Carrefour sales growth slows amid losses in China, challenges in French market

Source:Reuters Published: 2016/7/28 22:18:01

Europe's largest retailer Carrefour said underlying operating profit rose 5.3 percent in the first half while sales growth slowed in the second quarter, reflecting challenging conditions in its core French market and losses in China.

The company confirmed its financial forecasts and also said it plans to invest 2.5 billion euros ($2.77 billion) to 2.6 billion euros in renovating and expanding its stores.

Carrefour, which makes 73 percent of its sales in Europe, is pursuing a global revival by focusing on price and cost cuts and expansion into smaller convenience stores while renovating its core traditional hypermarket network.

In France, Carrefour had setbacks ranging from bad weather to strikes that hit sales at its French hypermarkets. The integration of the loss-making Dia discount stores still weighed on profitability.

The company, which is the world's second-largest retailer after US-based ­Wal-Mart Stores Inc, said its recurring operating profit in the first half of 2016 rose 5.3 percent to 706 million euros at constant exchange rates, beating the average estimate of 685 million euros in a Thomson Reuters poll.

That included a 3 percent fall at constant exchange rates to 312 million euros in France.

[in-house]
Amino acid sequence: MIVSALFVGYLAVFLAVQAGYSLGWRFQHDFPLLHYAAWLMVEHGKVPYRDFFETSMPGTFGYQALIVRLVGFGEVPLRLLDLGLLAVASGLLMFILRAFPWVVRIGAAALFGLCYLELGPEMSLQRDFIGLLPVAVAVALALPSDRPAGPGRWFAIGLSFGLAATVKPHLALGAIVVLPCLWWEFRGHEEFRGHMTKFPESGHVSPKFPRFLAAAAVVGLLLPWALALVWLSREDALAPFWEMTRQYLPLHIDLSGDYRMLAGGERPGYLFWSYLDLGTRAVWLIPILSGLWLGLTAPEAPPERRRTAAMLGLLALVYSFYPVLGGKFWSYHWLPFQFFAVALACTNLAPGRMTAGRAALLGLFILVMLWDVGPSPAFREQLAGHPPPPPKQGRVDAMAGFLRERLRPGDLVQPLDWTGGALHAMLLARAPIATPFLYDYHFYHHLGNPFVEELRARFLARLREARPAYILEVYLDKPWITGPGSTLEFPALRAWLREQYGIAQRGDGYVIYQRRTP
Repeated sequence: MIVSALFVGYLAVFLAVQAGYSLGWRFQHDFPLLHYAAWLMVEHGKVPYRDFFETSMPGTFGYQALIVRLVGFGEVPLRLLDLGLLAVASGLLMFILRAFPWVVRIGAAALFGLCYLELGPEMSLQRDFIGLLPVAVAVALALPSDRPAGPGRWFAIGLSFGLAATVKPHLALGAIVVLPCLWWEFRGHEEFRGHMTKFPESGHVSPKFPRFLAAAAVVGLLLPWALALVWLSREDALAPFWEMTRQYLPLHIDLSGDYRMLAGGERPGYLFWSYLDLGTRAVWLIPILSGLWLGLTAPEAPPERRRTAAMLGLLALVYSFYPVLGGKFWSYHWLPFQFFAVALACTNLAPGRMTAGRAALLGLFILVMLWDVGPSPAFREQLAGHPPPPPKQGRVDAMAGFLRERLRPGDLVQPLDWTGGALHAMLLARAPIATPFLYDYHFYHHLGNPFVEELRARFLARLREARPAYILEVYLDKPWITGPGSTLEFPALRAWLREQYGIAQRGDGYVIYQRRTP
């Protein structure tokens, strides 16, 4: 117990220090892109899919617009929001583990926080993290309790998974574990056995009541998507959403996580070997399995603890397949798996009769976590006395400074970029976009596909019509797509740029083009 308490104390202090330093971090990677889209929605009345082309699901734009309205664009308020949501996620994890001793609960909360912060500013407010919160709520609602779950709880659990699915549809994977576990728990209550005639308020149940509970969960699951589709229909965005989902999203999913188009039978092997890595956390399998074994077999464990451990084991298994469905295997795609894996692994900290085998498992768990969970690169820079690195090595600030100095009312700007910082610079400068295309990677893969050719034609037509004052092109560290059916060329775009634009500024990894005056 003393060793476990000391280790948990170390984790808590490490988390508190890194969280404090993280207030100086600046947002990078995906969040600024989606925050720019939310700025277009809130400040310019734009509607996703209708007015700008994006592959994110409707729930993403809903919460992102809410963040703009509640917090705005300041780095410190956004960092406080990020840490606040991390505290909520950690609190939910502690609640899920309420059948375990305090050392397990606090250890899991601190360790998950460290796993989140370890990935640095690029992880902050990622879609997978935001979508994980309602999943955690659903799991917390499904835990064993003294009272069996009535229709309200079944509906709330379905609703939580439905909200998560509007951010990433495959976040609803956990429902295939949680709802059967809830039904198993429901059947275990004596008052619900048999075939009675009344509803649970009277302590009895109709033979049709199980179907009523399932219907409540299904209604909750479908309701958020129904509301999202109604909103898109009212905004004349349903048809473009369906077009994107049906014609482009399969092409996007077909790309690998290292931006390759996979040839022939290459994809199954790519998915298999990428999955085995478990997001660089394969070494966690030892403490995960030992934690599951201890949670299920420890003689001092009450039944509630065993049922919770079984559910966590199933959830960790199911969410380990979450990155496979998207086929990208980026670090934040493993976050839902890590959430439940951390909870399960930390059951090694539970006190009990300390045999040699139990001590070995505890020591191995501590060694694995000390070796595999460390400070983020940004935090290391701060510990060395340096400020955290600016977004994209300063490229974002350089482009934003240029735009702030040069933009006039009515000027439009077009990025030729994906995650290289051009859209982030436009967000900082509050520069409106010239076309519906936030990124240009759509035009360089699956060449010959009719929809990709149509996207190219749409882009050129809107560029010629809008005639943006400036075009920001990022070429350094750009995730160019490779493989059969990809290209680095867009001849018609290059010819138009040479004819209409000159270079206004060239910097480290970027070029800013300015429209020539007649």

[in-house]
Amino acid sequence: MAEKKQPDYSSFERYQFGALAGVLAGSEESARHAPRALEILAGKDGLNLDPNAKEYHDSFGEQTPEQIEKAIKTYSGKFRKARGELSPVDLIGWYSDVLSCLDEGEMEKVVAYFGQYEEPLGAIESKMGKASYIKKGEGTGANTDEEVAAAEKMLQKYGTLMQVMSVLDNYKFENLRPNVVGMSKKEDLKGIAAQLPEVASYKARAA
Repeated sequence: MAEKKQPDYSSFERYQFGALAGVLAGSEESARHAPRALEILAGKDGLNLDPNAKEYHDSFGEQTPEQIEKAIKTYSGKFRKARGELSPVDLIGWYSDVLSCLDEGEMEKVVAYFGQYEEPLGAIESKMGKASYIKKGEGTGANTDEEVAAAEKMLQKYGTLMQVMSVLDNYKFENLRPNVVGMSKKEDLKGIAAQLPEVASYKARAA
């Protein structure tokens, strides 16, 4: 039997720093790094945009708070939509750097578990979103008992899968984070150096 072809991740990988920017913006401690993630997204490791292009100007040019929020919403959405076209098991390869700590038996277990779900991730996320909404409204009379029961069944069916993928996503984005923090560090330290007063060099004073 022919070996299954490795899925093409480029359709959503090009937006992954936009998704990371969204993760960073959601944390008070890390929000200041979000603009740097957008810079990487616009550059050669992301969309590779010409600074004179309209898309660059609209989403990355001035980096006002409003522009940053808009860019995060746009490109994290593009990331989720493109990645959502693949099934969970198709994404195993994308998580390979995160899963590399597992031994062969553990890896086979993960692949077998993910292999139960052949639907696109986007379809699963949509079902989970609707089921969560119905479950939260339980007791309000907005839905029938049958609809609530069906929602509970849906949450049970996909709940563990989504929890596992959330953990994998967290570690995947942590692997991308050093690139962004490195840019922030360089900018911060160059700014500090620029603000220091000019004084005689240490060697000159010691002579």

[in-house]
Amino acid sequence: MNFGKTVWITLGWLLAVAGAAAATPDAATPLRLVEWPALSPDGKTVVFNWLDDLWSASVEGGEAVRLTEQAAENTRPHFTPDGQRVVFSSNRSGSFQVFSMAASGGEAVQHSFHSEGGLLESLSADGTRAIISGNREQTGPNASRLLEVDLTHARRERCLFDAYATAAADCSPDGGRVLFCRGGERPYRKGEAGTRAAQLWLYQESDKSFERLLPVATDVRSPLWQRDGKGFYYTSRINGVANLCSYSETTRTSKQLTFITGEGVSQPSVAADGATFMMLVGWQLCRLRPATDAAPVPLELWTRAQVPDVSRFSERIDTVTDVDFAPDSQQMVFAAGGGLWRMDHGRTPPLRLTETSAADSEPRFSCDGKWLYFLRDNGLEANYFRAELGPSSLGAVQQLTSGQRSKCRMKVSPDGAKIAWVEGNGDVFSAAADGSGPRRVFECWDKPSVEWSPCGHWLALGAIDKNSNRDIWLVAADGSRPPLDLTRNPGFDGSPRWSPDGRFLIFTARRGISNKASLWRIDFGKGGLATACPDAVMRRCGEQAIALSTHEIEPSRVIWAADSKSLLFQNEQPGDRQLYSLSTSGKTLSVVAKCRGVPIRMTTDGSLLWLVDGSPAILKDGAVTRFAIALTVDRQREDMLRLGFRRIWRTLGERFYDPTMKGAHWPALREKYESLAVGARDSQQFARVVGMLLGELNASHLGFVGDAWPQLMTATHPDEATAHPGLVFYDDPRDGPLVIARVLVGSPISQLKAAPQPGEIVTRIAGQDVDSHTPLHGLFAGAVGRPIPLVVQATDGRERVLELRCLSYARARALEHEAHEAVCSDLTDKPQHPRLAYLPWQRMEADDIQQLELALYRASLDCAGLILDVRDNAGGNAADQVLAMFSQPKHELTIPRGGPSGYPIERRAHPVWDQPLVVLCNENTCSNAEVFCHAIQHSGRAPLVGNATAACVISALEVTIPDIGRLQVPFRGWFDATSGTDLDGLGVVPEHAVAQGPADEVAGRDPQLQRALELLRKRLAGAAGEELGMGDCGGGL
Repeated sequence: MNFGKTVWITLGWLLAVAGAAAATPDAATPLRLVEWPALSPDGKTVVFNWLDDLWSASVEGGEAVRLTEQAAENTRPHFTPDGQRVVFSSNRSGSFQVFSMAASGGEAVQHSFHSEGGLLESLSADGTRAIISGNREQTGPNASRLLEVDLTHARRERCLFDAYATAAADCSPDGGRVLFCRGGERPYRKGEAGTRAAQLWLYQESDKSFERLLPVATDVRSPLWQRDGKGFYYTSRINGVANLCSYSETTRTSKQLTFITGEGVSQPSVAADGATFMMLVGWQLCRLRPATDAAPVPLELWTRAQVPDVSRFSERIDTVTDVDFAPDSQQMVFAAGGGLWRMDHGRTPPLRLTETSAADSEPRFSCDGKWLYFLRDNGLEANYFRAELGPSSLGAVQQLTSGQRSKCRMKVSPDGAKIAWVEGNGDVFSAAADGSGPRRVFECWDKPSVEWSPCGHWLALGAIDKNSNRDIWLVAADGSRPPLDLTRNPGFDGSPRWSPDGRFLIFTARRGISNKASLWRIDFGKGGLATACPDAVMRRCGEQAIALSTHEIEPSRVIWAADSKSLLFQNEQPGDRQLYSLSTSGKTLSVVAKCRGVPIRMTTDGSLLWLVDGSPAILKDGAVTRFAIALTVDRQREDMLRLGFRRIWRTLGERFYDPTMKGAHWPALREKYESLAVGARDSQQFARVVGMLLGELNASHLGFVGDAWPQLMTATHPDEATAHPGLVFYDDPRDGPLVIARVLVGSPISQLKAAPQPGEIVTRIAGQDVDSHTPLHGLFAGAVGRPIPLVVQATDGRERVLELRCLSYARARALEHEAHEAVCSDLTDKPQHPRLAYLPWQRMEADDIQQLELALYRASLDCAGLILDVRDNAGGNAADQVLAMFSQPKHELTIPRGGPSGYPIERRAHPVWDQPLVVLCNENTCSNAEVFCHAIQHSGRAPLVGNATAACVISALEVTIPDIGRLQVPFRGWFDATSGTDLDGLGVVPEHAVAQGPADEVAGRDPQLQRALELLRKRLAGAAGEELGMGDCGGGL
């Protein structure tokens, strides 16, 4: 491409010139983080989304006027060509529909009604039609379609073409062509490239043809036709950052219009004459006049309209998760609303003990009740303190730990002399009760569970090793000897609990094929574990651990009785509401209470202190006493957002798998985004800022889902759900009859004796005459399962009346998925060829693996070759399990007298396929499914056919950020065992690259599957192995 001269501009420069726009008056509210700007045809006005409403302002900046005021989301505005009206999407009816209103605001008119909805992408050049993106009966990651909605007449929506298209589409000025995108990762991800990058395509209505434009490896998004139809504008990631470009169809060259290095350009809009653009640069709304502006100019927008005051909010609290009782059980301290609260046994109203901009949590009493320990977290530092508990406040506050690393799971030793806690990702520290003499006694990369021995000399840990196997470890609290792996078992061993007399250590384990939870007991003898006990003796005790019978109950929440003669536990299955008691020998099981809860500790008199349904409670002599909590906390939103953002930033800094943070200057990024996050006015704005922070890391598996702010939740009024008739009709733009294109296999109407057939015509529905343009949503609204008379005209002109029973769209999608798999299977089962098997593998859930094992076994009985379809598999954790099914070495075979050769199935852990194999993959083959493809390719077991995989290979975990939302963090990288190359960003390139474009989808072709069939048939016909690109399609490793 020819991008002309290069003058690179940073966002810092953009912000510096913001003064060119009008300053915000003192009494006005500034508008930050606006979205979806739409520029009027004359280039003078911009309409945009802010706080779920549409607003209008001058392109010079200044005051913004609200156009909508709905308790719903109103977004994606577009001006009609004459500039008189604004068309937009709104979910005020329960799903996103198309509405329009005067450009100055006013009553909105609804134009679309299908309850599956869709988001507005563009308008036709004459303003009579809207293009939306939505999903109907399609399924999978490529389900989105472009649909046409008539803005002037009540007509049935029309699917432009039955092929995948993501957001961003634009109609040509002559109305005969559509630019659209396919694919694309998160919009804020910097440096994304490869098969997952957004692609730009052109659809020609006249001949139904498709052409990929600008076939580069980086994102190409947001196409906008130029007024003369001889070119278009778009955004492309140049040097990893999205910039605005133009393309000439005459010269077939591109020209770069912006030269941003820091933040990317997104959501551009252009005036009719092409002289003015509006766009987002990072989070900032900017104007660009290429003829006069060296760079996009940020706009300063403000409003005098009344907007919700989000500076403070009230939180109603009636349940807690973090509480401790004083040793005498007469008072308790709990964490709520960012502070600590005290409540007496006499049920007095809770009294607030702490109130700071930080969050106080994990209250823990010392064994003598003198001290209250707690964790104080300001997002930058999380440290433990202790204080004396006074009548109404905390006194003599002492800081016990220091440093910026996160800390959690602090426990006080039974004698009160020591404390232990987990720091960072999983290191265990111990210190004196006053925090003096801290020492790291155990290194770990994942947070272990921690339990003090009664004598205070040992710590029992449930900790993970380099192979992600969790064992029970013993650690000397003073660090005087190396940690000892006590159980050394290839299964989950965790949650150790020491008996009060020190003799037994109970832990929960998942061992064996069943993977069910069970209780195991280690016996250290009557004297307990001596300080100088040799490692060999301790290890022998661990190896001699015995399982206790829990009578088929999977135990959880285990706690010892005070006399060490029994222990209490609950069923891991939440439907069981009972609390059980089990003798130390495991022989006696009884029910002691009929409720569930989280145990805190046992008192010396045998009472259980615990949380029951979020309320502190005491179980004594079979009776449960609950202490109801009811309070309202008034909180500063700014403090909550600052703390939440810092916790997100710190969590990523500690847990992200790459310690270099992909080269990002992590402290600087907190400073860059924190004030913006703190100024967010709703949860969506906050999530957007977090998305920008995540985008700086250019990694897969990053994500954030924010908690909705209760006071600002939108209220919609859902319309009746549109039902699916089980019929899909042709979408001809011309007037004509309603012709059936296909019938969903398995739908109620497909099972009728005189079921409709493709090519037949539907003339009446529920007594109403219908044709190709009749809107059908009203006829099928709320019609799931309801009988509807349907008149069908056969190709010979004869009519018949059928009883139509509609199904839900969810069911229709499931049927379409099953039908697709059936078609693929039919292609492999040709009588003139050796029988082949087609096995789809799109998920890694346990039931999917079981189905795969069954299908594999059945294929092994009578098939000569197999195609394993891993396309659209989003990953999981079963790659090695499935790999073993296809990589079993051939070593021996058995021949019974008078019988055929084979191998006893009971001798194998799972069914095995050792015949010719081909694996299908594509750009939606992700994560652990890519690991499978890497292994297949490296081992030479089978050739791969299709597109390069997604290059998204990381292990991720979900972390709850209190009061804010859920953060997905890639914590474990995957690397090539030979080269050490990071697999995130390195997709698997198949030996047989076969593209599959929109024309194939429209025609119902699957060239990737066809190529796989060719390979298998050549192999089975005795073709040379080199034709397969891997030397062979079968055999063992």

Pierre-Jean Sivignon, finance director of the company, said average analyst forecasts for group 2016 earnings before interest and tax of about 2.47 billion euros are "reasonable" at this stage, implying a 1 ­percent rise from last year's 2.45 billion euros.

But he cautioned this is subject to volatile currency markets.

In China, where slowing consumption has hurt sales that make up about 5 percent of the group's total, Carrefour aims to expand in e-commerce and convenience stores and open logistics centers.

Asked about Carrefour's losses in ­China, Sivignon said the group did not ­disclose those details separately, but he said he ­expected the trend of its activities in China to bottom out in the second half of 2016.

"We see an improved trend in sales in the first half compared to the trend of 2015 and we ... are starting to approach the low point. Our plans are beginning to have an effect," he told reporters.

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